Mega construction projects in general are projects with a capital cost in excess of US$1bn, involving a huge number of participants, having significant social and economic impacts, extensive works, large geographical coverage and close connection to other major developments.
These projects often involve a vast number stakeholders of diverse occupational and professional backgrounds who have different levels and types of interests and influence in the project. The complex and uncertain nature of these projects require an effective and disciplined stakeholder engagement approach to accommodate conflicting stakeholder interests to achieve optimum project outcomes.
Critical Factors for Stakeholder Engagement in Mega Projects
Some critical success factors for stakeholder engagement in mega projects include, but not limited to, the following:
- Comprehensive identification of stakeholders, their interests and needs, stakeholder impacts and their relationships
- A robust stakeholder engagement plan that provides clear objectives, strategies, and expected (measurable) outcomes for each stage of the project development
- Utilise a range of communication channels including the local networks to reach different segments of the affected population
- A stakeholder prioritisation roadmap is important when dealing with a large number of stakeholders with different types and levels (and often conflicting) interest
- Prompt communication, especially in dealing with a large volume of stakeholder enquiries at the peak of construction
- A well-functioning mechanism to redress grievances and complaints
- Proactive social participation and continuous presence in the affected community to build grass-root relationships, and to address concerns promptly
- An effective system to help manage the stakeholder engagement program, capture and analyse stakeholder feedback to enable informed decisions on project designs and impact mitigation measures.
Tips for Managing Stakeholder Engagement from Metrol Tunnel, Victoria's Largest Major Public Transport Project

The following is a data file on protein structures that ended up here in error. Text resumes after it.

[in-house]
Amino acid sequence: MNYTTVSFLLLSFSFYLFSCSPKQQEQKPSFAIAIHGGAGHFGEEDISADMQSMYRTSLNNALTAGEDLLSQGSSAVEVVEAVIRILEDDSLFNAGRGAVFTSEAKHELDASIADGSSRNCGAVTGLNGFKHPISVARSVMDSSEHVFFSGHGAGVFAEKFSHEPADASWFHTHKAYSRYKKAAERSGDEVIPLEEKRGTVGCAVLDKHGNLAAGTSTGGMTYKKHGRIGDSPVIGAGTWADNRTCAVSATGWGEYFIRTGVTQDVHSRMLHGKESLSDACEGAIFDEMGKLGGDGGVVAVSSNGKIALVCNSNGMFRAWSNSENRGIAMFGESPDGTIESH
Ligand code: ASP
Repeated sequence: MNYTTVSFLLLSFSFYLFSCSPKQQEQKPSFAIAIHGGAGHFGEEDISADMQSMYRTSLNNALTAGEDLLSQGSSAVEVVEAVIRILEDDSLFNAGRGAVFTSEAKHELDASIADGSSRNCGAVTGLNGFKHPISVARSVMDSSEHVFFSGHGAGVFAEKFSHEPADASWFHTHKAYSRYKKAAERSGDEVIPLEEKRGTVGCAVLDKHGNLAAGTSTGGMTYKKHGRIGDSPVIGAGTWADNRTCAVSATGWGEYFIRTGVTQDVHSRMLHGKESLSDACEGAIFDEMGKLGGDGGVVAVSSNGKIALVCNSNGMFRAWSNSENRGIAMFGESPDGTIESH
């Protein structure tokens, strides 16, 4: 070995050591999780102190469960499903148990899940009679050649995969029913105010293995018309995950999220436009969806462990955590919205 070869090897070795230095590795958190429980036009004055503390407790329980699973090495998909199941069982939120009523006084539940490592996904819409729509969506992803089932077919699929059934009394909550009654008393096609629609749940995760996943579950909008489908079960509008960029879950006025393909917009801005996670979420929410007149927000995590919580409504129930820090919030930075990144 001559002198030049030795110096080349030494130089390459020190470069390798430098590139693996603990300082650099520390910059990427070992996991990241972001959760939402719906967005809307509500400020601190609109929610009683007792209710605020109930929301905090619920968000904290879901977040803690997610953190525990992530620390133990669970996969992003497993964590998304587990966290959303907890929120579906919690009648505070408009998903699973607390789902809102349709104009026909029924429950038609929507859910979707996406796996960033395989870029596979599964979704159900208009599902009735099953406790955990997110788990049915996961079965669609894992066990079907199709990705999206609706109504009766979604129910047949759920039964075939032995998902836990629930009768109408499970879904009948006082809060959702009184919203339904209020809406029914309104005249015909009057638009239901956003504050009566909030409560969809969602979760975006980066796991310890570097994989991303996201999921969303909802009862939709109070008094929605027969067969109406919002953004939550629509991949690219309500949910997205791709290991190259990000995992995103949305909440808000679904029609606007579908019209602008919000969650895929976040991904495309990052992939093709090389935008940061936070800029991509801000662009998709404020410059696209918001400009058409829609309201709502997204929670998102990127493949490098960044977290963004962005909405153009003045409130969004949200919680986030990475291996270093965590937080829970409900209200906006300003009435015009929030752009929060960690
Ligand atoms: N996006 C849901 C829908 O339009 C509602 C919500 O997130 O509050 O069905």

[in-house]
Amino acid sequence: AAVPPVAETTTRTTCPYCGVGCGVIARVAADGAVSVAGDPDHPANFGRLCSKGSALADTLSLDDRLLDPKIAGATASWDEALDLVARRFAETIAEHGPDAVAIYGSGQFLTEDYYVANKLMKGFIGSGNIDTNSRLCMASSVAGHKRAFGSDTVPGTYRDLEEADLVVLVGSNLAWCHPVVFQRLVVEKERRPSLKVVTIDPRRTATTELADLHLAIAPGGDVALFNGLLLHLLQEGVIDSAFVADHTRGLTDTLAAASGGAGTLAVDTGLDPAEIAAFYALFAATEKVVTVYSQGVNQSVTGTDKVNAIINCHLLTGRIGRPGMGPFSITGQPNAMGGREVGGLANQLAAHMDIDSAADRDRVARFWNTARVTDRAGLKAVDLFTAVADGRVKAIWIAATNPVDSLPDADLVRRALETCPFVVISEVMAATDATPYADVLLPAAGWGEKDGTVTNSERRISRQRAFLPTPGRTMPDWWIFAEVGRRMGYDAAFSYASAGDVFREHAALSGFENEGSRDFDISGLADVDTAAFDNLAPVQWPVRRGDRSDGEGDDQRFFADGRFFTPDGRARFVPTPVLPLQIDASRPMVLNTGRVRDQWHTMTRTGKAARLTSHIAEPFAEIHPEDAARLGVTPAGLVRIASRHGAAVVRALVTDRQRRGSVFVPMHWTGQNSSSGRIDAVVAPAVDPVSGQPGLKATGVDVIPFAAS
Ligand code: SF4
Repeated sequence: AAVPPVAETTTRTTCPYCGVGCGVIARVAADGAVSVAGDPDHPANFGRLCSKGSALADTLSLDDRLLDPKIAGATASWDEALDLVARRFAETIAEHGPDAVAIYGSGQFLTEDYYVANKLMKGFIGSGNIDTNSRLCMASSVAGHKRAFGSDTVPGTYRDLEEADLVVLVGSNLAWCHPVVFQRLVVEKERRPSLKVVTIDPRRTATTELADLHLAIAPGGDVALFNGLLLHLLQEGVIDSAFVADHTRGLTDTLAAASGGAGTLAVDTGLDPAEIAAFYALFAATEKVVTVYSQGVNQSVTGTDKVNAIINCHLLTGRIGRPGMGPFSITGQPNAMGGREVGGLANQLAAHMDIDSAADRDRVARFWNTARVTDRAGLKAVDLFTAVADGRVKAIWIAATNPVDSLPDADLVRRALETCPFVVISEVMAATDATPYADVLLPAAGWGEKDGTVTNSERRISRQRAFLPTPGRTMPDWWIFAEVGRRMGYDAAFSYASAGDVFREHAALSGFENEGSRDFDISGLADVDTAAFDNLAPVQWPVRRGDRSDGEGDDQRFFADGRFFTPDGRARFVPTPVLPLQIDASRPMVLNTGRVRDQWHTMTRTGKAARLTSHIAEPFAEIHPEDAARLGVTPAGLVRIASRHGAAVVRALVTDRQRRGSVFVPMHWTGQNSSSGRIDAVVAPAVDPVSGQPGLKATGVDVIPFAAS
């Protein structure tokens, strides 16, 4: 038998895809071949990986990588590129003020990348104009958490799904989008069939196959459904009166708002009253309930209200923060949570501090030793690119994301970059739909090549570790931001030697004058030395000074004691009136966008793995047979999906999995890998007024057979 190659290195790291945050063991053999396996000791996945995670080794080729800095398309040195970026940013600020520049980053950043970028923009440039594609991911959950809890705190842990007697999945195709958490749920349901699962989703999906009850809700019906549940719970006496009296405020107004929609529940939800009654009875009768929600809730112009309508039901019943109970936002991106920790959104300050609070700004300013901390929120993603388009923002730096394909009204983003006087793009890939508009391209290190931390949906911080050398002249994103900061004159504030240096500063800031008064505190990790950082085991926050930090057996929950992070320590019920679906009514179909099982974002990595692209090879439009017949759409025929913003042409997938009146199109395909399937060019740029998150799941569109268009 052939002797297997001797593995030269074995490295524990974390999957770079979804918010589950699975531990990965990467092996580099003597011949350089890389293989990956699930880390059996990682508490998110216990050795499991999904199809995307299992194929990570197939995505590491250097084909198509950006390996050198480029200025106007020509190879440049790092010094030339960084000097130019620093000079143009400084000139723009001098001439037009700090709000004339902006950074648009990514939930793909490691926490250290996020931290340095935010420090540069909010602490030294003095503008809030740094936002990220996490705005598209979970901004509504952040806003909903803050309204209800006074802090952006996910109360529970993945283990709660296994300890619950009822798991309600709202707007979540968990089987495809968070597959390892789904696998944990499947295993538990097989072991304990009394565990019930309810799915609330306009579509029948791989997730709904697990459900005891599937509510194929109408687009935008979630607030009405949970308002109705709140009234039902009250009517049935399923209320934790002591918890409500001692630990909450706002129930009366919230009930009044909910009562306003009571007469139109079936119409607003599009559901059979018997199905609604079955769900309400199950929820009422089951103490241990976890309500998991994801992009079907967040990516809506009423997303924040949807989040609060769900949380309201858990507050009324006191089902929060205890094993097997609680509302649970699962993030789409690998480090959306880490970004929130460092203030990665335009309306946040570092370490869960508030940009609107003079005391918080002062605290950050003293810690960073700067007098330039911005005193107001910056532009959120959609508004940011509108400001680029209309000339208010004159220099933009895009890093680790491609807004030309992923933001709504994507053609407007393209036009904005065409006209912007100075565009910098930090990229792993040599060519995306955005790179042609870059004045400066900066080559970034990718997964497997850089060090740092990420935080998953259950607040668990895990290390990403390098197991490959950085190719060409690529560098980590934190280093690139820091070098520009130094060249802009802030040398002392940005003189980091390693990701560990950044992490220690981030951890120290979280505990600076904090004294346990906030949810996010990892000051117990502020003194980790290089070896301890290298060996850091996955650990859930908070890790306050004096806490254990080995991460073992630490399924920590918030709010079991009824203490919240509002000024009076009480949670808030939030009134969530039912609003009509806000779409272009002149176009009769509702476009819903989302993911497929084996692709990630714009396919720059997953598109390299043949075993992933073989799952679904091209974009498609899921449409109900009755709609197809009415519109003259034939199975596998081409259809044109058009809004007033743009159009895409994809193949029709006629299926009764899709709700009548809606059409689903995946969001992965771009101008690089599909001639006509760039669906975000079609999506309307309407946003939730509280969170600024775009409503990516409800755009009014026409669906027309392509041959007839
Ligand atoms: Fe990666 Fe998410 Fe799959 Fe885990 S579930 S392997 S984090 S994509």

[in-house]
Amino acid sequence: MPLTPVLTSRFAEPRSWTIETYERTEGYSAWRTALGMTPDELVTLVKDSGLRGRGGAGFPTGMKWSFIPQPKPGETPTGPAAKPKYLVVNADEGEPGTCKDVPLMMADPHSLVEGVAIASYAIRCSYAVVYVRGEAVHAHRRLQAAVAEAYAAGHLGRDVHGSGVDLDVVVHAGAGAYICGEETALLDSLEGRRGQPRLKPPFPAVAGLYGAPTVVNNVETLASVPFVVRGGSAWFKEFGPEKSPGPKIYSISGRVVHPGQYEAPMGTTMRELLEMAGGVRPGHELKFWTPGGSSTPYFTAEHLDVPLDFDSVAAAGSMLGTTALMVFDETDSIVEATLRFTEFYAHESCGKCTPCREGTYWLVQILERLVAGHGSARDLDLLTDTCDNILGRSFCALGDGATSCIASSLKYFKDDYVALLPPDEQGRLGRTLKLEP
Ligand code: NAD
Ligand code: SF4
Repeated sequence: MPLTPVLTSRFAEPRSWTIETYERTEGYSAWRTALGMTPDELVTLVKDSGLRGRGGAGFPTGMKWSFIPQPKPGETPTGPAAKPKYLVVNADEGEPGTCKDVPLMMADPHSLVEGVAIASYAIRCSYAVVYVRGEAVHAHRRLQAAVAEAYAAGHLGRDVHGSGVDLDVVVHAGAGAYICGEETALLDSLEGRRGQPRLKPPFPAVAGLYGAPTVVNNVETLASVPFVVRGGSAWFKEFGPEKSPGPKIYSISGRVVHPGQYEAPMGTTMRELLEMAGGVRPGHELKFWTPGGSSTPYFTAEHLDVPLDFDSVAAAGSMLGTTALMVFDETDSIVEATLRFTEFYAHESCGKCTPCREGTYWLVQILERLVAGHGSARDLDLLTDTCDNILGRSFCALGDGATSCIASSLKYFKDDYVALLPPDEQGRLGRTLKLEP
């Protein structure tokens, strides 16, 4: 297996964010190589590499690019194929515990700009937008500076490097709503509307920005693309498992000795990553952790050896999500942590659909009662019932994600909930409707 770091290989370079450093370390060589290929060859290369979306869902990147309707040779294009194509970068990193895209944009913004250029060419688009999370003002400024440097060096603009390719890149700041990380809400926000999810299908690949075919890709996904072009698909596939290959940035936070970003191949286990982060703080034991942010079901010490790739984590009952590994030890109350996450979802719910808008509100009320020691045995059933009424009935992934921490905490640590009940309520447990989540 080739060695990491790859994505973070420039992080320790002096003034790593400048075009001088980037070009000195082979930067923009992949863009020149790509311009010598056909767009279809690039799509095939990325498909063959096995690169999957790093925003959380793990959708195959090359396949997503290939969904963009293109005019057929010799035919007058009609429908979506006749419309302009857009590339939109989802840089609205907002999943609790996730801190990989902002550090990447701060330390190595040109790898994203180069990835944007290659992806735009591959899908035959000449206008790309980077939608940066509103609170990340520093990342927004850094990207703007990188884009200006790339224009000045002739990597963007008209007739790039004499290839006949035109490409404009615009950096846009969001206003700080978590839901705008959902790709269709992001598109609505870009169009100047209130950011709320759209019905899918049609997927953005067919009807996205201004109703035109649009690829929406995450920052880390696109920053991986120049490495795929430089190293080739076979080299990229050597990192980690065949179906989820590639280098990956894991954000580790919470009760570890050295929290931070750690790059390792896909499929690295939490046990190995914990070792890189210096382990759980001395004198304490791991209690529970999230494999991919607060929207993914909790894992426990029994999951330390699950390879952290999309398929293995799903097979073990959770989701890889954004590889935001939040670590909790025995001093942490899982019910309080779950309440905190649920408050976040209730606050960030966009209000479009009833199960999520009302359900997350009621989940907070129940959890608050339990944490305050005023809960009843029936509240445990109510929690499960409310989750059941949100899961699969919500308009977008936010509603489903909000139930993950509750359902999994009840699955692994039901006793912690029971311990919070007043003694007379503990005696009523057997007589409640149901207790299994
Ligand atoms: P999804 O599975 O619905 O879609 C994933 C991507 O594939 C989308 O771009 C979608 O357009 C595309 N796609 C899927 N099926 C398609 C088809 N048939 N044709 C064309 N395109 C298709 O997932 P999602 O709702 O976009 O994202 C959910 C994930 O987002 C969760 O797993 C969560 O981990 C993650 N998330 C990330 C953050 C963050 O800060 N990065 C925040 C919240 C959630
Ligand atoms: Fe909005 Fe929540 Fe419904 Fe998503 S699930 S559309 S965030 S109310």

The Metro Tunnel is a $10.9 billion project that will start the transformation of Melbourne’s rail network into an international-style metro system. It is a critical city-shaping project and the largest public transport project for Victoria.
The Environment Effects Statement (EES) for the Metro Tunnel was approved in December 2016. Works to prepare sites for construction commenced in late 2016, with work on the tunnels and stations due to start in 2018.
The Melbourne Metro Rail Authority (MMRA) is the Victorian Government body responsible for delivery of the Metro Tunnel. MMRA has been proactive in engaging with the community right from the start and throughout every stage of the project development. Various communication channels were used to support the formal phases of engagement. Some impressive consultation statistics for the EES engagement are below.
- 19 community drop-in sessions, over 1,500 attendees
- 180 meetings and 50 presentations
- 8,100 online engagement portal visits
- 2 newsletters to over 200,000 properties
- More than 1,200 enquiries receive
Engagement during the Environmental Effect Statement (planning phase). Photo credit: MMRA
Like many mega projects in mega cities, the Metro Tunnel development faces a number of social challenge, including managing disruption to road users, public transport users and providers, residents, local businesses, and city events. To overcome these challenges MMRA engages with stakeholders through their established channels to keep people informed of the project construction schedules and disruptions, to address time-sensitive issues as quickly as possible, and to coordinating a vast and complex amount of work happening concurrently across Melbourne to minimise impacts whenever possible.
There is also a challenge in managing a vast number of consultation events and a large volume of stakeholder feedback to understand stakeholder issues and trends, and incorporate feedback into project designs and decisions whenever possible and practical. Feedback received during the planning phase has informed some major design changes such as the decision to move the location of Parkville Station to minimise impacts on key medical, educational and research institutions in close proximity to the project.
Recently we spoke with Dave Kristy, Manager, Communications and Stakeholder Relations at MMRA and asked him to share his thoughts and experience on how the team has been managing the stakeholder engagement program.
To learn about how MMRA manages the stakeholder engagement on this mega project and read the interview with Dave Kristy, download the full case study.